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Monday, Sep 30, 2002

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An irreparable loss indeed

Menka Shivdasani

As an actress and talk-show anchor, Priya Tendulkar has left an indelible mark on the audience's minds.

Sometimes, in the chaos and confusion of daily life, you meet a person who makes perfect sense to you, someone you would like to get to know better. You promise to get in touch again — someday. Then, you battle your deadlines, your work, your home, the million ordinary things that you need to do, and in the middle of all this, you remember that wonderful conversation you had many months earlier and remind yourself you have to make that phone call.

Last week, just a couple of days before I saw the headlines, I had been thinking this of Priya Tendulkar. "You must come over again," she had told me as we said goodbye at her home near Powai Lake in Mumbai. It was supposed to have been a rushed meeting on a busy day, but somehow, talking to Priya long after the formal interview was over, more than three hours had slipped past, and she had invited me to stay for lunch. "If I wasn't enjoying this conversation I would have ended the meeting a long time ago," she said, with characteristic candour, when I hesitated.

It was a simple meal — karela (bitter gourd) that she had cooked herself in a kitchen remarkably devoid of gadgets. "I wasn't expecting company for lunch today," she told me, a little apologetically. "Next time, I will make you a proper meal."

Priya had spoken of many things that morning — of how she enjoyed cooking, including making bhakris on a choolah, because it helped to "untie the knots" in her mind; how she liked her privacy and space, and her three-bedroom home in which one room was reserved for her books and computer, another for gods from every religion.

"I won't call myself religious," she had said, "but I believe in God. I have this love-hate relationship with him. I think He's a friend with whom I can fight." She spoke of her love for agarbattis and mogras — how she put them on her air conditioner so the aroma would spread right across the room.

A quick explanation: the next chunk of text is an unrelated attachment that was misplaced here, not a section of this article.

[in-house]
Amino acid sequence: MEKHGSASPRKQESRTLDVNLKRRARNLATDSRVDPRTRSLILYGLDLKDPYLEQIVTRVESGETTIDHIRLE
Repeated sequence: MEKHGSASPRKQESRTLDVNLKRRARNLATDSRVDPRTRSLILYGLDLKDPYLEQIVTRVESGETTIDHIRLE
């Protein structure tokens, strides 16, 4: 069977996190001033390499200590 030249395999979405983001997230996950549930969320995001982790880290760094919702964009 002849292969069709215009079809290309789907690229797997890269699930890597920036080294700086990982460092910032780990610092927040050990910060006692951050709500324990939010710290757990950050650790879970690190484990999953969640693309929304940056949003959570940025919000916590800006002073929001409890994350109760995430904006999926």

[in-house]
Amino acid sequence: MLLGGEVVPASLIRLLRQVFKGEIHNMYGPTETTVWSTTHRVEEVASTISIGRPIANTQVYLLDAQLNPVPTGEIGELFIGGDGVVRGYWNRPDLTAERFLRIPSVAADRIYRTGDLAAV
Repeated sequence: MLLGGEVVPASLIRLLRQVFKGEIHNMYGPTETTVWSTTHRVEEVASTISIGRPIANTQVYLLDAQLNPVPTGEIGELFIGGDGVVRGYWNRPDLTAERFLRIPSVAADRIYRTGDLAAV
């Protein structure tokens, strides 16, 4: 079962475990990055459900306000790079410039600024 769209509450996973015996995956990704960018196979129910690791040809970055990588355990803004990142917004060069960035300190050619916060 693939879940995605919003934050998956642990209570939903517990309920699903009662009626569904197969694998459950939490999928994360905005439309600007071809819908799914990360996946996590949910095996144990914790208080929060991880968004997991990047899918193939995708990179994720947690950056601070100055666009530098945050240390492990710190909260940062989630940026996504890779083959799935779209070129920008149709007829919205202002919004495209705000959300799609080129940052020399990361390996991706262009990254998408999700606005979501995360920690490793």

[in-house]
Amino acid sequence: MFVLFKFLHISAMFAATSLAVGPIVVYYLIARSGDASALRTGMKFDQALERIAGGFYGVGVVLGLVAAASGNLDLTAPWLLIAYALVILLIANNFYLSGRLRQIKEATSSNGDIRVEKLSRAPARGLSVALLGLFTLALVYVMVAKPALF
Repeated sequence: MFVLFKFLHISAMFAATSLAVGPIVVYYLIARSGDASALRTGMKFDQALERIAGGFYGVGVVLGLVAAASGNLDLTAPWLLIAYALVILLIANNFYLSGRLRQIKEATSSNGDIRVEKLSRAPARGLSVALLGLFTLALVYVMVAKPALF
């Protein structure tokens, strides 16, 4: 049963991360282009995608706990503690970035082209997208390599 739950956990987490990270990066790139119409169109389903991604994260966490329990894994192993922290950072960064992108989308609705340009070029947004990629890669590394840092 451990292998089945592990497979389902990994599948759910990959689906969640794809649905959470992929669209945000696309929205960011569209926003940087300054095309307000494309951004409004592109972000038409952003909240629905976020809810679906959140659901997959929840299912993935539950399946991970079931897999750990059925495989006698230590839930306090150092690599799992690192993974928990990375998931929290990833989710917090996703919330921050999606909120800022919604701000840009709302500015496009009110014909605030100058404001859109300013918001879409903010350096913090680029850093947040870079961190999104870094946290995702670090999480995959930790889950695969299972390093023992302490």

She spoke of how, if she "had the time", she would like to build herself a large house close to nature. Perhaps she knew, even then, that she did not have much time, but if so, then this was the only hint — and one that I did not pick up.

Priya's on-screen image had never really appealed to me — "strident" and "arrogant" were the words that came to mind — but that was the way she had to be, in her capacity as a talk show host who demanded answers from people not necessarily known for telling the truth. Close-up, as I discovered that day, she was a warm and completely down-to-earth human being — elegant in her purple T-shirt and beige jeans, very beautiful, and with no airs whatsoever, the sort of person who could — and did — buy a sofa off the roadside near Powai Lake after beating down the price from Rs 15,000 to Rs 3,500 over a period of five days.

"People may recognise me on the street," she told me, "but that does not make me a celebrity. When you appear on TV screens in people's bedrooms and drawing rooms, they may recognise your face, but that does not make you a star. A star is someone that people will pay good money to see in a theatre. In the TV industry, no one is a star and no one is irreplaceable."

There are people who will agree that Priya Tendulkar is irreplaceable. From her television debut in 1986 as Rajni, the housewife who fought for her rights, to her talk shows where she had participants squirming, to her bit roles such as the dead wife speaking to her husband from a photograph in Hum Paanch... Priya Tendulkar was a survivor. Who would have imagined that she would be called away so quickly, with so much still left to do?

The author can be contacted at menka@shivdasani.org

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